And that is exactly what they did. The electric co-op is providing MiFi jetpacks for members to check out and use for distance learning, free of charge. Jetpacks are devices that let a user wirelessly access internet connection via a cellular network. The jetpacks have security restrictions enabled that comply with the same security standards used by schools. The co-op IT systems administrator administers the program and offers technical support.

“During this pandemic, there have been many hurdles that families have had to navigate,” Boettcher said. “Because a large portion of our service territory does not have reliable high-speed internet available, we felt this could help families make sure their children don’t fall behind in their school work. We see it as one more way to live up to our cooperative values of concern for community, and education, training and information.”

In response, Fasula and the foundation created the Supplemental Educational Expenses program, which reimburses up to $300 per household for costs related to schooling, including office and printer supplies, electronics, clothing, and even food. They will also reimburse required expenses for students back in the classroom, for things such as masks and water bottles. Applicants to this program must be at or below 150 percent of the federal poverty limit, and must submit receipts. The application process is short and includes two simple questions about the impact of the pandemic. The program is open to residents in all of the state’s 72 counties.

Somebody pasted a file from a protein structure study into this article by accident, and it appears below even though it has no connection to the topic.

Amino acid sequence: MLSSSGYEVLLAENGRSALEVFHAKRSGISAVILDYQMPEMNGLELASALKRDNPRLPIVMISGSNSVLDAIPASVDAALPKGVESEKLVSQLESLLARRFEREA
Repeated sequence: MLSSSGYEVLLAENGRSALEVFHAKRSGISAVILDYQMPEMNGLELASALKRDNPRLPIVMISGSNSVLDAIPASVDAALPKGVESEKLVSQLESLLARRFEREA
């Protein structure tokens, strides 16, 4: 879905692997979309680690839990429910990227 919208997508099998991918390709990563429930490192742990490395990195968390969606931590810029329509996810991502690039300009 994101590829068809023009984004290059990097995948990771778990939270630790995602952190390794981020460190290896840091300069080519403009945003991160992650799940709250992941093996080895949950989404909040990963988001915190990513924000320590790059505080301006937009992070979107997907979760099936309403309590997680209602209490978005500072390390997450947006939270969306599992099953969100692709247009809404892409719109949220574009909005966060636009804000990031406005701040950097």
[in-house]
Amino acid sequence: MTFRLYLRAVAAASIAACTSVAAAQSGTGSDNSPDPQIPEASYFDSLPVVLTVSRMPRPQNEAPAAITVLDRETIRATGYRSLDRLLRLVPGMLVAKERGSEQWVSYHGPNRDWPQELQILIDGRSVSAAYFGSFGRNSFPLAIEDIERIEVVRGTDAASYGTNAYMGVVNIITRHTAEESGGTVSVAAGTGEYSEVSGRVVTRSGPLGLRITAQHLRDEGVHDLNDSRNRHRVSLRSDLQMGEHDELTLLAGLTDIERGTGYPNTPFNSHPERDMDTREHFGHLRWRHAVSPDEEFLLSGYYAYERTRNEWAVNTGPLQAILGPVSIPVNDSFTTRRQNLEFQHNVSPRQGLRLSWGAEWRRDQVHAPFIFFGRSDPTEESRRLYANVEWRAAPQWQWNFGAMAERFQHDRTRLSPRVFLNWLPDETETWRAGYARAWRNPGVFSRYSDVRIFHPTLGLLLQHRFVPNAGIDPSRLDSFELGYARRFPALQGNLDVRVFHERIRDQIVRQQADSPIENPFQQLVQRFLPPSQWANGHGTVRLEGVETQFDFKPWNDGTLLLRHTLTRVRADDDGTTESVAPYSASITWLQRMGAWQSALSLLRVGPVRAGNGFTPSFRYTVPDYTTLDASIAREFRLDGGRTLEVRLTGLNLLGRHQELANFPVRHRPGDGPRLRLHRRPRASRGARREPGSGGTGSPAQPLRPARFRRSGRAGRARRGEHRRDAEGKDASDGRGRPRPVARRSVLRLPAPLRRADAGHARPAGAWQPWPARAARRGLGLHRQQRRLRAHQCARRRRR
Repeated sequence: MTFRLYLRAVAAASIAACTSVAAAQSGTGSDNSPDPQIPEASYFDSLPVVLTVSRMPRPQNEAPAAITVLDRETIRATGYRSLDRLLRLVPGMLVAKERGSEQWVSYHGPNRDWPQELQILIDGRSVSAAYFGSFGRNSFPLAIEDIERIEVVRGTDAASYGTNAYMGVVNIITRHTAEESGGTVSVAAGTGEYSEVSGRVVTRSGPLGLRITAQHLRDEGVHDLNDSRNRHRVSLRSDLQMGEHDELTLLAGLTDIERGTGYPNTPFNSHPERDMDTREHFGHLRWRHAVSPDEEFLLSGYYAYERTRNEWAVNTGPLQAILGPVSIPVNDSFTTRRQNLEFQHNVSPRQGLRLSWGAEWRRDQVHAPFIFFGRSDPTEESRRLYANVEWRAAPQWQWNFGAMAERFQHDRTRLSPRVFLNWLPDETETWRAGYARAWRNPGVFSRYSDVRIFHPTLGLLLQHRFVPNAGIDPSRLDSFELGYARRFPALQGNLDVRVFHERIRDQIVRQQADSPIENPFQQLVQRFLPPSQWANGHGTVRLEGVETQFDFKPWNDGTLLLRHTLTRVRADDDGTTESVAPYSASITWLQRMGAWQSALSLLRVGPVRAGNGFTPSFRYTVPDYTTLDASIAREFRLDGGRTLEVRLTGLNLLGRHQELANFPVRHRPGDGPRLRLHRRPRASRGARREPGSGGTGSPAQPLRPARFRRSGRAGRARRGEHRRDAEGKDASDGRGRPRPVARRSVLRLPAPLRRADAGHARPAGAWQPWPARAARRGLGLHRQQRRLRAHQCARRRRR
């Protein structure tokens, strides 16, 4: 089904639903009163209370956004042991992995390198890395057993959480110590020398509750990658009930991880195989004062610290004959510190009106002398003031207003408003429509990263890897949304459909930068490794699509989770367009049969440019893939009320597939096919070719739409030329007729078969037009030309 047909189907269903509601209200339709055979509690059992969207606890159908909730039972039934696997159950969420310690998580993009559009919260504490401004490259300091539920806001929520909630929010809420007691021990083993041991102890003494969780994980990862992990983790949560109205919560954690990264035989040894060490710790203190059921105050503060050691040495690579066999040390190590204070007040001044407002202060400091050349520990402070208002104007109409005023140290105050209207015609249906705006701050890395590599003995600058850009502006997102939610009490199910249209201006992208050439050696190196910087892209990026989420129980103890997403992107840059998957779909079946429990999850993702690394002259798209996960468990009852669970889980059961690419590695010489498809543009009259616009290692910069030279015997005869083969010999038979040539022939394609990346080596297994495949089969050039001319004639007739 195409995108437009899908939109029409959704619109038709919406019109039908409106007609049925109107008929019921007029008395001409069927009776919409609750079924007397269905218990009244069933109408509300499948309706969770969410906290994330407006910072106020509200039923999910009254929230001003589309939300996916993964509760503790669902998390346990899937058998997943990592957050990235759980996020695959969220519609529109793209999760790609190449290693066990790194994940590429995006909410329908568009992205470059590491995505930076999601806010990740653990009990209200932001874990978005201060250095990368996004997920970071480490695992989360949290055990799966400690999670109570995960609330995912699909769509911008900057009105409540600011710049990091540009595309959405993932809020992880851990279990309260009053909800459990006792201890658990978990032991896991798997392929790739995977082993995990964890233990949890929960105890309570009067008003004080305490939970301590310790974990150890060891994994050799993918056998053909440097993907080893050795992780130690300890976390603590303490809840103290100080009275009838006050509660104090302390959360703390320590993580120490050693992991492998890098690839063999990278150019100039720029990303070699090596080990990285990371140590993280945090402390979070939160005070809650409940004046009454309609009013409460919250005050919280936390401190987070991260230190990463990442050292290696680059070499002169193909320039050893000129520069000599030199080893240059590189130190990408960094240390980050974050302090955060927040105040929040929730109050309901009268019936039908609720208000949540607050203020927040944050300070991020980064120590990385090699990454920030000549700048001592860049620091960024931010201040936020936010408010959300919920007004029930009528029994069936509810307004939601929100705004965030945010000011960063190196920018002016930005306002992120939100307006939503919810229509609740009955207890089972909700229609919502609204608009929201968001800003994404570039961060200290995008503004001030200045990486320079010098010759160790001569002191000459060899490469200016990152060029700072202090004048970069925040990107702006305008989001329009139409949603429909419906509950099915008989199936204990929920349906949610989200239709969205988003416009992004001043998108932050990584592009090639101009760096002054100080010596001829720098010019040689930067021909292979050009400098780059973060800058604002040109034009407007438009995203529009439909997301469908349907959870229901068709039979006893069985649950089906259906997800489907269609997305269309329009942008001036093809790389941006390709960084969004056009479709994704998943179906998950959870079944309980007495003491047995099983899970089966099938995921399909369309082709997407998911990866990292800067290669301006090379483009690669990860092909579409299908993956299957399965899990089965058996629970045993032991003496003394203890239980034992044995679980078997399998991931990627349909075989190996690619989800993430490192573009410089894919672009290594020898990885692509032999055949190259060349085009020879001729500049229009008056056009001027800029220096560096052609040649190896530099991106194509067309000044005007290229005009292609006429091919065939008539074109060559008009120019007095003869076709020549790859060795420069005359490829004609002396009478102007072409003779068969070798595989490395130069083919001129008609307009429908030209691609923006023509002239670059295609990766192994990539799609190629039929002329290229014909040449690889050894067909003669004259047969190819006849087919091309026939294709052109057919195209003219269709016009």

The Foundation for Rural Housing’s HomeNet program helps families pay for internet expenses, which is critical during the pandemic. To qualify, applicants must have at least one child in middle or high school and be at or below 80 percent of their county’s median income level.

The Foundation for Rural Housing also offers a one-time matching payment of $400 for people to pay utility bills. Fasula expects the spring will bring an onslaught of applications for this as investor-owned utilities were barred from disconnecting for non-payment from March through November. Since the annual winter moratorium runs from November through April, some customers may have been accumulating bills for up to 18 months. “When that moratorium lifts, we fully expect to be bombarded with applications,” Fasula said.

Wisconsin’s member-owned electric cooperatives, which are not-for-profit and governed by a board of directors, voluntarily halted the process of disconnecting service for non-payment during the “Safer at Home” order, but many resumed disconnections over the summer. Still, Fasula says they have not had a single household disconnected for non-payment among persons they have worked with during the pandemic. “The co-ops that we talked to have been very gracious about working with their members,” she said.

Fasula says when people contact them about one program, they screen them to see if they are eligible for assistance through any of their many programs. As the pandemic shows no sign of slowing, she expects the demand for these resources to ramp up as well, but she is optimistic that they will have the funds needed, particularly to reimburse for school expenses, available through the end of the school year.

“We need to work with these folks and do what we can to help them get through this,” Fasula said. “So many people are struggling right now. There’s so much uncertainty, and it’s not their fault.”

If you are facing a financial hardship due to the pandemic, or for information on the other programs listed here, go to, or call the Foundation for Rural Housing at 608-238-3448.

—Julie Lund